Observers of church growth may be familiar with the ongoing Hartford Institute study of congregations in America. For over 25 years, the Institute has tracked data related to the vitality of congregations. Their latest survey, covering the period from 2005-2010, offers several fascinating insights on the current state of church growth in America. If you lead a church in any capacity or work with those who do, these findings may be helpful. I highlight a variety of results in a series of six blog posts. The sixth covers ministry.
Growth Means Work. 90% of congregations say they want to grow. That’s a good start—especially because the longterm results of the survey reveal that “greater intentionality” is now required. It is not enough to have growth as a value or mindset. Growth requires action. There’s a strong relationship between growth and member recruitment activity. Of congregations whose member never invite or recruit others, 14% grow. Of those who frequently invite others to church, 63% grow. This is the widest variance of any chart in the survey. In other words, invitations to church are the best way to grow your church. What are you doing to facilitate and grow a culture of invitation in your church?
Programs fuel growth. In spite of the rhetoric around the missional church and the decline of program models, the survey shows that programs are still very good. “Be it Sunday school, Scripture study, fellowship, retreats, youth programs, team sports, or community service, nothing works against growth.” However some are better than others. The three best programs for growth: 1) parenting / marriage activities (64% growing), 2) young adult activities (54% growing), and 3) prayer groups (47%). The first is logical, the second a no-brainer, and the third perhaps surprising, at least according to the hierarchy of some church efforts. A congregation without either young adult or marriage programs is highly likely to decline.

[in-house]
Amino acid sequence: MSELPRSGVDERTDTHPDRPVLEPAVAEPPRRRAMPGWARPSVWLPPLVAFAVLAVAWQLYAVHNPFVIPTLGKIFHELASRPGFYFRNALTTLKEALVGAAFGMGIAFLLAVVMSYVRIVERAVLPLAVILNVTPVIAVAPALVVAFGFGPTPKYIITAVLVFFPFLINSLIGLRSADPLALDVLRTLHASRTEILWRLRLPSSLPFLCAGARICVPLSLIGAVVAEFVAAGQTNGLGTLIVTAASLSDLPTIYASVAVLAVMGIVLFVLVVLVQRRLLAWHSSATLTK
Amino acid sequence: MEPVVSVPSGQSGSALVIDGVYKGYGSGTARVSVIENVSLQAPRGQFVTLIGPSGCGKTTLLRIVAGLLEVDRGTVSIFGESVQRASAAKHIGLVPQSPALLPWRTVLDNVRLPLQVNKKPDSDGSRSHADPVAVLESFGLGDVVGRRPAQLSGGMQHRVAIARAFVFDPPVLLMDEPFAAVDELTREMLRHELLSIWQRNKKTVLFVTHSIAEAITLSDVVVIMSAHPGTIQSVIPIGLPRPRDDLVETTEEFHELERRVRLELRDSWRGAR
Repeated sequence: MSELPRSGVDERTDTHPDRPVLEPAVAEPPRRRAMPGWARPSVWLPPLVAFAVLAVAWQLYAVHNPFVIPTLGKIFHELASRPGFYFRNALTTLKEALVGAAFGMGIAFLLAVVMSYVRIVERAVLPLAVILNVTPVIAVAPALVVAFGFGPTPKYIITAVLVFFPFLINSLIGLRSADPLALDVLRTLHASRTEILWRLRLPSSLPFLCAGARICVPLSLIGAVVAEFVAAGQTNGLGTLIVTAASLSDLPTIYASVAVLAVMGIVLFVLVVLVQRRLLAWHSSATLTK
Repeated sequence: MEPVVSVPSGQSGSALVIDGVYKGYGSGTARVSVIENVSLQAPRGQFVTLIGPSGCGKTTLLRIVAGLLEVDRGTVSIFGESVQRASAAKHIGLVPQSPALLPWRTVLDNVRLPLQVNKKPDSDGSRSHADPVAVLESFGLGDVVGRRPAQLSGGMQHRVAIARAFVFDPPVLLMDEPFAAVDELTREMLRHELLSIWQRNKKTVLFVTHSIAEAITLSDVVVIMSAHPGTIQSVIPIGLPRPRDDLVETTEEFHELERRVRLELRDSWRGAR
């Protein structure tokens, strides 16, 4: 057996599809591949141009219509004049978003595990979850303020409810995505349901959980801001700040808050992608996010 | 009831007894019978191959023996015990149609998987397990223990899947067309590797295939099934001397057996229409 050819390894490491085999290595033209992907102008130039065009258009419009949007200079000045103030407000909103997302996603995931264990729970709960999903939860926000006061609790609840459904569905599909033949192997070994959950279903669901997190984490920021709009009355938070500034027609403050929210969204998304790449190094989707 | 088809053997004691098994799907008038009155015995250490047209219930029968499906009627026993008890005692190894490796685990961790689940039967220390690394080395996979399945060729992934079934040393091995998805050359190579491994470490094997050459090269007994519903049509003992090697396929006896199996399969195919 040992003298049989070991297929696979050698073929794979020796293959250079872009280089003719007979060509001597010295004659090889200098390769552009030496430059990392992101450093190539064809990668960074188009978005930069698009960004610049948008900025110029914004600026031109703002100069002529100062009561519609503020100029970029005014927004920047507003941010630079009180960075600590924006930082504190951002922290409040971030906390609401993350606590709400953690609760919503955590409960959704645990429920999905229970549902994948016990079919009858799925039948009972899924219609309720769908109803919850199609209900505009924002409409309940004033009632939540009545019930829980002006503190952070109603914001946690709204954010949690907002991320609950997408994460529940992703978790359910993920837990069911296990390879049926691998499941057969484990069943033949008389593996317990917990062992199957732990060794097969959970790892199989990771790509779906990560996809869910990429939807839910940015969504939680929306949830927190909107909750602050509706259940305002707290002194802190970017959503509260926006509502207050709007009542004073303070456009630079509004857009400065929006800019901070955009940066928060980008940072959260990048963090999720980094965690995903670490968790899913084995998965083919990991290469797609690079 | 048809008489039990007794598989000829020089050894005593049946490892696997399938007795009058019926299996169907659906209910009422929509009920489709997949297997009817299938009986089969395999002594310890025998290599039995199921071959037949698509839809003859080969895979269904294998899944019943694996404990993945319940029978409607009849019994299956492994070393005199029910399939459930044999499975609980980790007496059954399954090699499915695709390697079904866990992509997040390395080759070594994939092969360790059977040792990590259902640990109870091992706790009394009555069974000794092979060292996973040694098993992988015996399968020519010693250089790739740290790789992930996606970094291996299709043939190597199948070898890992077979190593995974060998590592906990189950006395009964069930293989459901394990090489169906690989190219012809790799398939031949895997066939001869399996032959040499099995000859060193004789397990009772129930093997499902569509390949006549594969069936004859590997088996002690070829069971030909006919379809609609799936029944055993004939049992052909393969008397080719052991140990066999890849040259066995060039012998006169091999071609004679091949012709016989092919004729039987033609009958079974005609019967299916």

Communication Fuels Growth. What are the best methods to invite people to church? The survey offers little data on this. It initially says, “formal activities, such as radio and television spots, newspaper ads…” and so on only help a little, and says growing churches are good at greeting people, following up with newcomers, and assimilating newcomers. Of course, interpersonal invitations work well, but the data barely explores the variety of communication methodologies available. For instance, the 2005 survey acknowledged a relationship between growth and a congregational website. Now that the majority of churches (75%) have a website, the correlation is weaker. The survey acknowledges the growing variety of technologies available, and in a general way says the more technologies used, the better: 57% of churches that use 5-6 new technologies are growing (versus 30% of churches that use 2 or less). Further, controlling for size reveals that use of these technologies fuels growth, regardless of church size.
I hope future surveys adopt a set of questions related to branding and communication technology.